Car rental companies are utilizing the latest technological trends to remain competitive in a time where access to smart phones and other devices is at an all-time high. The “On-Demand” or Self-Service” rental model for example is becoming more common as agencies jockey to place their vehicles as close as possible to the customer (who now have 24/7 access to a wide range of rental and shared vehicles within a particular area).

The on-demand model, which is usually facilitated by an app or website is making it exceedingly simple for consumers to access vehicles without the need for arduous reservation systems, rental counter lineups or schedule conflictions. In addition to this, in some cases, consumers have the option of picking up a vehicle in one place and dropping it off in another, creating an unprecedented level of convenience in the auto rental world.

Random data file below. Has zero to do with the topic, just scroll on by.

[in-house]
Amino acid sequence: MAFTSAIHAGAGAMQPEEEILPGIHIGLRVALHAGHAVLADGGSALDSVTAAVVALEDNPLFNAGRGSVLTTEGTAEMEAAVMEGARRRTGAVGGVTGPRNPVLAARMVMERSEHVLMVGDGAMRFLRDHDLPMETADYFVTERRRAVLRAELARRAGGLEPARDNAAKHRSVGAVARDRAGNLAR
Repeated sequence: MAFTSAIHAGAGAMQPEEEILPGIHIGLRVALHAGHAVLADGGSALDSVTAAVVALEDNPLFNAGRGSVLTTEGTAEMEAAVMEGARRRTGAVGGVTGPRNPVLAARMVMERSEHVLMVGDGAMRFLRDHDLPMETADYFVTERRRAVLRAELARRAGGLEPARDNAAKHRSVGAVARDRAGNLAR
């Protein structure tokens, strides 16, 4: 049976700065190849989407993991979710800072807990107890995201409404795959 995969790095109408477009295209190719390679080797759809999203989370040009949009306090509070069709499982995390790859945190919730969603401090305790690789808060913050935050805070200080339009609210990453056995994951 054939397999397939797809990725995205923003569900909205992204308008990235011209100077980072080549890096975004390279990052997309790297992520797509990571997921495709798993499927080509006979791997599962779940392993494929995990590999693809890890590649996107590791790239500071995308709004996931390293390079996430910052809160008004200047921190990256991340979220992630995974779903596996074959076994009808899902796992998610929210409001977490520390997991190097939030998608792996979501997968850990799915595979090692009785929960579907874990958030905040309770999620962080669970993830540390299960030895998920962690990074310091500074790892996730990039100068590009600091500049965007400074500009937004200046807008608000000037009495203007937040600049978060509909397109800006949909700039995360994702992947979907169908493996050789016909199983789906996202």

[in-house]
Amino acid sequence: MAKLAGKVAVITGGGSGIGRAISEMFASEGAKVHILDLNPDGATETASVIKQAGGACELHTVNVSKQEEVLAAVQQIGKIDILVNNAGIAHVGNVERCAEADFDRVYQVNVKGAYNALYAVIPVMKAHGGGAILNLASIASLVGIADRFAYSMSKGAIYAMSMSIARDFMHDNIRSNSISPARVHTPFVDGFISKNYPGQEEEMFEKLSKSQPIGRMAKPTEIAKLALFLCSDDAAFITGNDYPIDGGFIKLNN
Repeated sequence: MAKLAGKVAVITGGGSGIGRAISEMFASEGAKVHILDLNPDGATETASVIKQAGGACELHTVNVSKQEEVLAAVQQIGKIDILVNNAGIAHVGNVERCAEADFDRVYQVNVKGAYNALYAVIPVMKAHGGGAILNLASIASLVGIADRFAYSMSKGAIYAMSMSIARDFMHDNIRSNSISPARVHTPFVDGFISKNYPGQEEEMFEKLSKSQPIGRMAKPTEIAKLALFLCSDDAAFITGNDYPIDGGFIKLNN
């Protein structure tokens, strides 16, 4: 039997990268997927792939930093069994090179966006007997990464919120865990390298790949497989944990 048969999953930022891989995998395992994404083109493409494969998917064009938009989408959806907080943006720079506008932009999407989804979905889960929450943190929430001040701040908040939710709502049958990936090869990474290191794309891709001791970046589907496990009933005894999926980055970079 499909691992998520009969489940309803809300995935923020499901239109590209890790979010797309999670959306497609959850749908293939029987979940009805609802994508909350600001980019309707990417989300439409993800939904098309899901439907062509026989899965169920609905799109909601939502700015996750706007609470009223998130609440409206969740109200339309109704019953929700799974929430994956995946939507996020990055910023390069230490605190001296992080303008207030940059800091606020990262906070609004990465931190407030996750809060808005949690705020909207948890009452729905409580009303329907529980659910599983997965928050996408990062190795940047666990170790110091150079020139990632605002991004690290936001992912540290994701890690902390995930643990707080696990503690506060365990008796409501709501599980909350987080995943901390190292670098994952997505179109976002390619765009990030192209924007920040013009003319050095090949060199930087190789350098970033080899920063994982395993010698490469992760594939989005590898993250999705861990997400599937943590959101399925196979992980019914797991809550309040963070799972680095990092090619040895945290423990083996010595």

Would it then be fair to assume that the on-demand model is actually in some ways an alternative to the one-way rideshare if consumers are in fact able to pick up a vehicle in one place and drop it off at another? Let’s examine the similarities between ridesharing and on-demand car rental.

Ridesharing is attractive to consumers because it eliminates the need for an in-person transaction to occur. A user simply opens his or her app, requests a ride, exits the vehicle upon arrival and is charged automatically for the service.

On-demand car rental, alternatively, has a rather similar process. A user opens a car rental app, reserves a vehicle close by (usually in a lot or reserved parking spot), unlocks the doors through an RFID card or smartphone app and then drops the vehicle off at another lot/parking space close to his/her destination.